.navbar-brand {
        float: left;
      .navbar-nav .nav-item {
        float: left;
      .navbar-nav .nav-item+.nav-item,
      .navbar-nav .nav-link + .nav-link {
        margin-left: 1rem;
    .messages {
      background: white;
      width: 520px;
    ul {
    	list-style: none;
    ul.messages li {
    	position: relative;
    	font-size: 16px;
    	padding: 5px;
    	border-bottom: 1px dotted #ccc;
    li:last-child {
    	border-bottom: none;
    li time {
    	font-size: 12px;
    	padding-bottom: 20px;
    form, .error {
    	padding: 30px;
    	margin-bottom: 50px;
    	position: relative;
      background: white;

    When we reload the page in the browser we should be greeted by the guestbook page. We can test that everything is working as expected by adding a comment in our comment form.

    Adding some tests

    Now that we have our application working we can add some tests for it. Let's open up the test/clj/guestbook/test/db/core.clj namespace and update it as follows:

    (ns guestbook.test.db.core
      (:require [guestbook.db.core :refer [*db*] :as db]
                [luminus-migrations.core :as migrations]
                [clojure.test :refer :all]
                [ :as jdbc]
                [guestbook.config :refer [env]]
                [mount.core :as mount]))
      (fn [f]
        (migrations/migrate ["migrate"] (select-keys env [:database-url]))
    (deftest test-message
      (jdbc/with-db-transaction [t-conn *db*]
        (jdbc/db-set-rollback-only! t-conn)
        (let [timestamp (org.joda.time.DateTime. org.joda.time.DateTimeZone/UTC)]
          (is (= 1 (db/save-message!
                    {:name "Bob"
                     :message "Hello, World"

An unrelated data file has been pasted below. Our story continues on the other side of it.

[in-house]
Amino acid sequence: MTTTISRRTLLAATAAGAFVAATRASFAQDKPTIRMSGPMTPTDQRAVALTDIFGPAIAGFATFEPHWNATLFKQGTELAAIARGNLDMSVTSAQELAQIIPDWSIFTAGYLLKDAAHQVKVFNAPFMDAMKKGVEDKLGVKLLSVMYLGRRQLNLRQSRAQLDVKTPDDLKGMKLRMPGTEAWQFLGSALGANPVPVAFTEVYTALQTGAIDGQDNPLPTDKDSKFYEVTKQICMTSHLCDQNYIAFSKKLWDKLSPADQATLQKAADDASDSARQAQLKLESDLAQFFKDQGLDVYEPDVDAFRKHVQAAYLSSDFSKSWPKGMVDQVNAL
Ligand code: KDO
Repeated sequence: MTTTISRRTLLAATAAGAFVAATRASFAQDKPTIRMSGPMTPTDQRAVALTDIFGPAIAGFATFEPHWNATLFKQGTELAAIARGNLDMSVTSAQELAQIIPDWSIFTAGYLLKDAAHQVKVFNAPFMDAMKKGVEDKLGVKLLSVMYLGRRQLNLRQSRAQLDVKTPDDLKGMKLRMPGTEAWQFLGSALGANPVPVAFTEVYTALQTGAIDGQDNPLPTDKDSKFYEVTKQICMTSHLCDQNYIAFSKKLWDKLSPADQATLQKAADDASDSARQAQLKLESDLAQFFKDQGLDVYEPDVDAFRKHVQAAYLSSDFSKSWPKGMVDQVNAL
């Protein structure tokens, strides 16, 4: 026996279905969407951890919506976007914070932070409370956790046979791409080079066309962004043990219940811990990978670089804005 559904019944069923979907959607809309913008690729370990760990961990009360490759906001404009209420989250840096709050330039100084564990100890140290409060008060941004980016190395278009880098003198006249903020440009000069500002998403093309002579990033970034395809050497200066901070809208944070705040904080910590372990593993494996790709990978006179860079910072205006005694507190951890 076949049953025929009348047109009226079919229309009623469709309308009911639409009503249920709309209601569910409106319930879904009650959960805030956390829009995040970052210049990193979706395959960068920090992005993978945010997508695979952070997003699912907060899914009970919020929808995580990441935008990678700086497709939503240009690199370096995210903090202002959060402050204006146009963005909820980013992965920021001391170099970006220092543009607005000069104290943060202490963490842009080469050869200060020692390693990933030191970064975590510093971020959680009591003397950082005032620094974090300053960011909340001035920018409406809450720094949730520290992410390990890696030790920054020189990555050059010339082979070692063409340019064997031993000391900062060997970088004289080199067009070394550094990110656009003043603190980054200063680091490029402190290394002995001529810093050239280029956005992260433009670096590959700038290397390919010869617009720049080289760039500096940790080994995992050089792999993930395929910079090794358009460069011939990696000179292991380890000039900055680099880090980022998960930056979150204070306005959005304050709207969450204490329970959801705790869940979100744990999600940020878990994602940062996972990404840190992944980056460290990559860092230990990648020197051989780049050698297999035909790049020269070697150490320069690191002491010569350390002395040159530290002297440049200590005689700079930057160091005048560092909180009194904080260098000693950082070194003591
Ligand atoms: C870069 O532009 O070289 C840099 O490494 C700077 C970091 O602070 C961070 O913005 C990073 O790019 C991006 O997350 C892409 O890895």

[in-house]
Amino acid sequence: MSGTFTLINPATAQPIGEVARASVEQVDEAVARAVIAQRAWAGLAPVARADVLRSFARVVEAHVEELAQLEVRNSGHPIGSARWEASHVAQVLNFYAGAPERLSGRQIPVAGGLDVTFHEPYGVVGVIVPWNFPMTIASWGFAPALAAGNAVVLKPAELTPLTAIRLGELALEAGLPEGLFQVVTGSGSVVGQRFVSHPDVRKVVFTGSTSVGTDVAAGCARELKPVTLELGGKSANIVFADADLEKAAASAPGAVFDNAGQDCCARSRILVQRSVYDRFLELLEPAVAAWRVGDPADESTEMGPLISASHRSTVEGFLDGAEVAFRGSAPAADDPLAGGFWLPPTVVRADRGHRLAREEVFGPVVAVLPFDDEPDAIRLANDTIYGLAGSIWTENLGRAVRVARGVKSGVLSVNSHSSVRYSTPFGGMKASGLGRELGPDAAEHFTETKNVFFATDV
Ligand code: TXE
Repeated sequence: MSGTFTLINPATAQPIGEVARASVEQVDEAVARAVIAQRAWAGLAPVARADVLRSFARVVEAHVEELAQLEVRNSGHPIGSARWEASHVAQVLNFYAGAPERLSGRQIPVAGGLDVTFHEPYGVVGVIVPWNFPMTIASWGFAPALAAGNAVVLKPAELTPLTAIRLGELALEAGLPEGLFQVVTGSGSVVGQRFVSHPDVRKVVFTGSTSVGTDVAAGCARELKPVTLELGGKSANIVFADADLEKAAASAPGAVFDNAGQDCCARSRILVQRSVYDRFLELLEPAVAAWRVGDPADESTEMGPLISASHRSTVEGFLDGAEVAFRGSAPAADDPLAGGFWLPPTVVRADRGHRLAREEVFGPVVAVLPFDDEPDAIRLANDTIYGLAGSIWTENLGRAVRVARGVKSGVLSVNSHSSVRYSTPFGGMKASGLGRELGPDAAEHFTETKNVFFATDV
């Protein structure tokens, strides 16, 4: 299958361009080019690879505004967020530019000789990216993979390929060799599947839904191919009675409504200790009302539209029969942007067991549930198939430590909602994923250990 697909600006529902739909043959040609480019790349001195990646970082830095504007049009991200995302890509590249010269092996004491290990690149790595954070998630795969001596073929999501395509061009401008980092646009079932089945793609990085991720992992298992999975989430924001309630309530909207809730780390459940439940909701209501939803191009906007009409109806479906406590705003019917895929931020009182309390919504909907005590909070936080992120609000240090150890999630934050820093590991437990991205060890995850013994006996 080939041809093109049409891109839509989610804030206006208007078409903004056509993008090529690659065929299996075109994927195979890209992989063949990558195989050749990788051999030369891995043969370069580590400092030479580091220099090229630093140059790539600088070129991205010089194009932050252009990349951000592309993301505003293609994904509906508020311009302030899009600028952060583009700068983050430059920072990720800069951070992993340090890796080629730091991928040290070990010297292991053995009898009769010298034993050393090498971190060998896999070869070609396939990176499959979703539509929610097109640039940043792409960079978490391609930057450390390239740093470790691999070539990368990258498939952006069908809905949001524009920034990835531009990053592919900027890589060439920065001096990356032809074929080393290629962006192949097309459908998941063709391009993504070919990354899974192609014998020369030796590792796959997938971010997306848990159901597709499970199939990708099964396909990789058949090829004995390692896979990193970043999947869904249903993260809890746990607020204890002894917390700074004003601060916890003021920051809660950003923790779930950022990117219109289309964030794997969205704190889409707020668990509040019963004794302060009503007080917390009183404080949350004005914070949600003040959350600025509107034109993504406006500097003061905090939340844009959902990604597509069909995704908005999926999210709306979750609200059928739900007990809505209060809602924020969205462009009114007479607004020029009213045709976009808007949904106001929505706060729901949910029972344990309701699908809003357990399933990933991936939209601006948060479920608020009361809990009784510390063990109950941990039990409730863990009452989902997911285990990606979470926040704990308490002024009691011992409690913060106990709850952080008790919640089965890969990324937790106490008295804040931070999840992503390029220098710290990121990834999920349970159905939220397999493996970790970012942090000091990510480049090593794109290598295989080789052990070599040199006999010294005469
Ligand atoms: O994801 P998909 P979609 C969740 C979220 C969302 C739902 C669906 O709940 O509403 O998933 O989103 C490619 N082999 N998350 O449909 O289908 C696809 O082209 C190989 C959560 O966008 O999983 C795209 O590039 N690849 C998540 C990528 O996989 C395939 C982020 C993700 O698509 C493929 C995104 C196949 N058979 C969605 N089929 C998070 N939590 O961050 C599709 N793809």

:timestamp timestamp}
                    {:connection t-conn})))
          (is (=
               {:name "Bob"
                :message "Hello, World"
                :timestamp timestamp}
               (-> (db/get-messages t-conn {})
                   (select-keys [:name :message :timestamp])))))))

    We can now run

    lein test
    `boot testing test`
    in the terminal to see that our database interaction works as expected.

    Luminus comes with lein-test-refresh enabled by default. This plugin allows running tests continuously whenever a change in a namespace is detected. We can start a test runner in a new terminal using the lein test-refresh command.
    An auto test can be easily enabled by using the watch task in boot. We encourage you to start a test runner in a new terminal using `boot testing watch test`

    Packaging the application

    The application can be packaged for standalone deployment by running the following command:

    lein uberjar
    boot uberjar

    This will create a runnable jar that can be run as seen below:

    export DATABASE_URL="jdbc:h2:./guestbook_dev.db"
    java -jar target/uberjar/guestbook.jar
    export DATABASE_URL="jdbc:h2:./guestbook_dev.db"
    java -jar target/guestbook.jar

    Note that we have to supply the DATABASE_URL environment variable when running as a jar, as it's not packaged with the application.

    Complete source listing for the tutorial is available here.